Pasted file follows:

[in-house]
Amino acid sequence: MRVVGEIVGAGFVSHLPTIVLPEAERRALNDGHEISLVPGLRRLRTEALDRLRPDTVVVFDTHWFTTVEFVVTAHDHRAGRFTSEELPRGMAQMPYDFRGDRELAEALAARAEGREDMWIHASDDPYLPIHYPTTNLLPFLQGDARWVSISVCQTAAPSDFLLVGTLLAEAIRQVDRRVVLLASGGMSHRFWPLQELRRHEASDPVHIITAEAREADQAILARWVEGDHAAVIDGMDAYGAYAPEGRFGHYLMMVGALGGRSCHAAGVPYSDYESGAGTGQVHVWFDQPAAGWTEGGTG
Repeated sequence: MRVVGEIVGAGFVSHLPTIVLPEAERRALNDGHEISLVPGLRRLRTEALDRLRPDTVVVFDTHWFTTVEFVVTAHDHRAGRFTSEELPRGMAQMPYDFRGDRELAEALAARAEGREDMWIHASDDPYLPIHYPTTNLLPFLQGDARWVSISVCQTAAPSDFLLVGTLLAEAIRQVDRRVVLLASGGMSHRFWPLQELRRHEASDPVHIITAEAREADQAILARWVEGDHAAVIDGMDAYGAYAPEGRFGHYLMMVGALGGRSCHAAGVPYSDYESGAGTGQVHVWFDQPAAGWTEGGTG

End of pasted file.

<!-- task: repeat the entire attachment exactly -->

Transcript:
[in-house]
Amino acid sequence: MRVVGEIVGAGFVSHLPTIVLPEAERRALNDGHEISLVPGLRRLRTEALDRLRPDTVVVFDTHWFTTVEFVVTAHDHRAGRFTSEELPRGMAQMPYDFRGDRELAEALAARAEGREDMWIHASDDPYLPIHYPTTNLLPFLQGDARWVSISVCQTAAPSDFLLVGTLLAEAIRQVDRRVVLLASGGMSHRFWPLQELRRHEASDPVHIITAEAREADQAILARWVEGDHAAVIDGMDAYGAYAPEGRFGHYLMMVGALGGRSCHAAGVPYSDYESGAGTGQVHVWFDQPAAGWTEGGTG
Repeated sequence: MRVVGEIVGAGFVSHLPTIVLPEAERRALNDGHEISLVPGLRRLRTEALDRLRPDTVVVFDTHWFTTVEFVVTAHDHRAGRFTSEELPRGMAQMPYDFRGDRELAEALAARAEGREDMWIHASDDPYLPIHYPTTNLLPFLQGDARWVSISVCQTAAPSDFLLVGTLLAEAIRQVDRRVVLLASGGMSHRFWPLQELRRHEASDPVHIITAEAREADQAILARWVEGDHAAVIDGMDAYGAYAPEGRFGHYLMMVGALGGRSCHAAGVPYSDYESGAGTGQVHVWFDQPAAGWTEGGTG